section, which is about 7 miles long called
section A by some, is the most popular and it
carries the largest population of trout. Its
entirely within the Red Canyon. The second
section, called section B is about 9 miles
long. It doesn't have quite the population of
the upper section but still has plenty of trout
and some very large ones. About half of this
section is within the Red canyon. The third
section, or section C, is about 12 miles long
with several launch ramps. It is the least
popular section and hold the least fish per
mile but is still good fishing water. There is
one notable tributary, the Red Creek, and it
flows into the Green River with muddy water
at times, making the lower section unfishable
when this occurs.
The upper part of Section A is generally flat
and deep with mostly a smooth surface but it
also has some areas of class 11 and 111
rapids. It's almost always extremely clear. It
has mostly rainbows but also browns,
cutthroat and some hybrids.
The lower part of section A, has some
good wading water with some pocket water
and shallow riffles. It also has some rapids.
Section B is dominated by browns with
fewer rainbows, cutthroats and some
hybrids. It runs from Little Hole to Indian
Crossing at Brown's Park. The canyon
widens out and the water slows slow some.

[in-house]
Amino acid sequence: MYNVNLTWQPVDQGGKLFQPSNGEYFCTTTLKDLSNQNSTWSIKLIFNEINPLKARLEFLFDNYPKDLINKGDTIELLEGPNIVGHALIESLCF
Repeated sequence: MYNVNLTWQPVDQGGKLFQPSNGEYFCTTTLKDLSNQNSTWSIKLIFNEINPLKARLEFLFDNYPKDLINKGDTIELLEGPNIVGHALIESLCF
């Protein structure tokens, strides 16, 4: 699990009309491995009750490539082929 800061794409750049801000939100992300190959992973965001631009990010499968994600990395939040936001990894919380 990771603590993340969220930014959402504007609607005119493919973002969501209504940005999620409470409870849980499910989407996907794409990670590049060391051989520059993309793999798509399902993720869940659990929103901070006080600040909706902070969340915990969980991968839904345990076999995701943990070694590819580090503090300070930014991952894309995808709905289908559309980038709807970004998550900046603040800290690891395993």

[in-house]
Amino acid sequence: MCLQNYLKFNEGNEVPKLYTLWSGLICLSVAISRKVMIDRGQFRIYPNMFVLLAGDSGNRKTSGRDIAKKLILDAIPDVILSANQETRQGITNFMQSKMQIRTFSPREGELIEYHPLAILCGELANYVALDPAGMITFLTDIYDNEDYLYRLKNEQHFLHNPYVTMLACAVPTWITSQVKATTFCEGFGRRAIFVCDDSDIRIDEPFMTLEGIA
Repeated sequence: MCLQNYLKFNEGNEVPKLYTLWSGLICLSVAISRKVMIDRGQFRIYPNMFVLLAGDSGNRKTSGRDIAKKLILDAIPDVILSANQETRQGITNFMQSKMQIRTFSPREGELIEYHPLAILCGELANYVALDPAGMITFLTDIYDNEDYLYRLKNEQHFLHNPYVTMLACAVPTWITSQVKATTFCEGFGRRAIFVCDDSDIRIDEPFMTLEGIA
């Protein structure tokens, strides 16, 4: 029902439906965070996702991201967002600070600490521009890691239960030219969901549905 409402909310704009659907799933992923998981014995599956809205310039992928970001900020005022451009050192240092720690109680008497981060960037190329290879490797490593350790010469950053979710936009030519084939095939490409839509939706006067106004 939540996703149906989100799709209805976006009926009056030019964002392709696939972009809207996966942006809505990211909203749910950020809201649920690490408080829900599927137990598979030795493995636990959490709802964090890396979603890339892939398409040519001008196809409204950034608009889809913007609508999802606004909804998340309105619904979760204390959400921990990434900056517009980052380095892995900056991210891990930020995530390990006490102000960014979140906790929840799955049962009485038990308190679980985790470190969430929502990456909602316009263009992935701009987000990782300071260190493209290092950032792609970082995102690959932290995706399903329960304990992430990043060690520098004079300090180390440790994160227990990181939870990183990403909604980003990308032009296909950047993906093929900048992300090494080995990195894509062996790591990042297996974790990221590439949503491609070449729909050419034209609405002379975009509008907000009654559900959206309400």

This is where Red Creek enters which can
muddy the water after a heavy rain. This
section contains some class 111 rapids.
This is a good area to wade with some
pocket water and some flats.
Section C may hold the largest fish but the
fishing is considered inconsistent. It loses
it's canyon and the surrounding terrain
levels out, making windy day as big factor in
fishing this area. It's easy to wade this
section and it also makes for a comfortable
float with less traffic and pressure from
Green River (Flaming Gorge)
Hatches and Trout Flies:
Our information on aquatic insects is based
on our stream samples of larvae and
nymphs, not guess work. We base fly
suggestions on imitating the most plentiful
and most available insects and other foods
at the particular time you are fishing. Unlike
the generic fly shop trout flies, we have
specific imitations of all the insects in the
Green River and in all stages of life that are
applicable to fishing. If you want to fish
better, more realistic trout flies, have a much
higher degree of success, give us a call.
We not only will help you with selections,
you will learn why, after trying Perfect Flies,
92% of the thousands of our customers will
use nothing else. 1-800-594-4726.
Tailwaters get their aquatic insects from the
original stream or river that was damed. In
this case, the Flaming Gorge Dam formed a
large reservoir that lies in both Utah and
Wyoming. The discharge is from the cold
water in the bottom of the lake. That
changed some of the aquatic insects in the
stream below the dam from that of what
once lived in a warmer river for most of the
year. Even so, the Green River has a
unique and diverse aquatic insect
population. The hatches change depending
on the distance you are fishing below the
Most of the insects are midges and scuds.
There are also some mayflies, stoneflies
and caddisflies. Over the years, there have
been more and more of these. The first
mayfly and the most abundant mayfly is the
Blue-winged Olive. They start to hatch in
late March and peak in late April and early
May. The hatch ends in late May. These are
bi-brooded and hatch again in September,
October and early November.
Pale Morning Duns hatch start hatching in
June and last on into mid August. Tricos
hatch in late July, August and September,